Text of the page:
They say, whoever they are, that the third time is the charm. Keeping that age old aphorism in mind, let’s be real- we’ve all heard rumblings, promos, singles and commentary about Jay-Z’s latest release, The Blueprint 3. But the question that remains is, does the third and final Blueprint have that ‘charm’ that ‘they’ say it should? Your friendly neighborhood TRU Brain Trust weighed in on the issue. Pop the lid, betcha can’t stop.
BP3 was a mixed bag. I was happy that Jay spoke about his current place in rap instead of talking about what he allegedly did 20 years ago, however as the album went on it turned into self-serving fodder. The beats were, for the most part, disharmonious with Jay’s persona and he phoned in the lyricism on most of the tracks. And when did Jay-Z need an 11-man roster of guest appearances to give an album weight?
Very disappointing release from Hov. I was really let down by Kanye and No I.D.’s selections although not as much as Timbo’s picks. Highlights for me were “What We Talkin’ About,” “Already Home” and the left over “Ghetto Techno.” I was really excited after D.O.A. dropped, but I honestly can say that Jay just doesn’t have the same sort of passion.
When rappers have little left to prove, a disc like BP3 is the result. Plagued by haphazard production (where’s Justin Blaze? Premier?!) and filler galore, count it among Hov’s least complete efforts throughout his legendary career. Occasional moments of bliss in “Empire State of Mind,” “Already Home” and “A Star Is Born” are overshadowed by disasters like “Hate” and “Off That” which disrupt the cohesiveness while diminishing the album’s replay value. Hov has built a sound defined by effortlessness, yet BP3 is often forced and lacks specific direction – a surefire route to musical mediocrity.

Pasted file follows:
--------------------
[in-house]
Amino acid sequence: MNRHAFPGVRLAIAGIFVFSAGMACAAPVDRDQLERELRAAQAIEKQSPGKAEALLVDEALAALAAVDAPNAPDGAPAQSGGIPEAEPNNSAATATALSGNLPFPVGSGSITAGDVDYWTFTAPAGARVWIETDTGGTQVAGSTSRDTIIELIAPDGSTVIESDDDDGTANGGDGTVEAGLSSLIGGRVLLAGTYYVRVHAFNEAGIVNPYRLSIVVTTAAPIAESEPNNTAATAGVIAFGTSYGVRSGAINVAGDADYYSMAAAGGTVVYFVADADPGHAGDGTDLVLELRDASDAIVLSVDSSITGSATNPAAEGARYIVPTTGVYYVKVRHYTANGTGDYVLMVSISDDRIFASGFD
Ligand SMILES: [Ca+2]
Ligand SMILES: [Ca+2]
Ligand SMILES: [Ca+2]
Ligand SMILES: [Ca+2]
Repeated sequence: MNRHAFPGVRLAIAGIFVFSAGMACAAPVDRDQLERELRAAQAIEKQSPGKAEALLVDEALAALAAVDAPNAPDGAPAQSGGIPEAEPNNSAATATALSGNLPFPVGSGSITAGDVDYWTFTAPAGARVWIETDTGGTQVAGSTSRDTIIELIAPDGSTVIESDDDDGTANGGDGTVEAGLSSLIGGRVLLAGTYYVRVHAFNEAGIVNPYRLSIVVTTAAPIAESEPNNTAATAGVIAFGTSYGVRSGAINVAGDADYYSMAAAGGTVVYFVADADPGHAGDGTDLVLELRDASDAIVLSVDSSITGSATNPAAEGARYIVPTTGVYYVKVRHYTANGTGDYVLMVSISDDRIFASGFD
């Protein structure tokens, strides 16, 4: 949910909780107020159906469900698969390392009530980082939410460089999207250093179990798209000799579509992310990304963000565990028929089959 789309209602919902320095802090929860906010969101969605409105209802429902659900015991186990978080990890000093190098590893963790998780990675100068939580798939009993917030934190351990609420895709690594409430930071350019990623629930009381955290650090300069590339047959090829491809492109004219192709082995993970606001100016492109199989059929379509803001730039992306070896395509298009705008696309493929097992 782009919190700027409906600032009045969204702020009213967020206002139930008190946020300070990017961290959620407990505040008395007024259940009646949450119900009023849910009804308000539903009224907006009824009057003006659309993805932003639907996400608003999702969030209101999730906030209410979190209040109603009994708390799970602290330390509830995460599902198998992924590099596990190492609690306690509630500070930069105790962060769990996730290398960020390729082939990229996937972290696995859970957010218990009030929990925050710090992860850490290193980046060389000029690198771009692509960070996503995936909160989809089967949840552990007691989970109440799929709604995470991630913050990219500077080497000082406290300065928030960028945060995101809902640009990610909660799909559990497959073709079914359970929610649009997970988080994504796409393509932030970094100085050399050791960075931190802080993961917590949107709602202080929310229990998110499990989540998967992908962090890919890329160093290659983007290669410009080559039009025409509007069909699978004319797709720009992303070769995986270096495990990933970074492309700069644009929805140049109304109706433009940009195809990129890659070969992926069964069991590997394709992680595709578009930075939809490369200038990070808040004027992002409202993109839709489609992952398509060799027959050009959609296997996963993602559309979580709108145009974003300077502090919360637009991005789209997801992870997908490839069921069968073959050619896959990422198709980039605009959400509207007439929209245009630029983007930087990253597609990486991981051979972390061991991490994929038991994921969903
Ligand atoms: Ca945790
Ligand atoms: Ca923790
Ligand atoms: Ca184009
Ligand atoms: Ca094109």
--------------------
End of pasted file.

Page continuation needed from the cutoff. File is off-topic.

The Blueprint 3 is not the Jay-Z album I was anticipating. Instead, we got a glimpse of Kanye’s vision for the future of music – and boy is it tacky and tedious! Sure, BP3 has its highlights, including the ambitious collaboration/anthem with songstress Alicia Keys. And though Jay’s lyrical content is lackluster for my liking, the creativity is admittedly still there. But at the end of the day, I won’t be playing this album eight years from now like I still do with the original. After it’s all said and done, The Blueprint 3 is to The Blueprint what The Godfather III was to The Godfather. Decent as a stand-alone, unacceptable as the bookend to a great series.
We already know about Jay’s rise to the top, his celebrations at that peak and his dominant swagger from the excellent songs and classic albums he documented it on. Sadly, that makes the few songs with any other topic on BP3 automatically become standouts. The album has it’s strong points and Shawn Carter has absolutely nothing left to prove but at the moment it seems he has little left to say as well.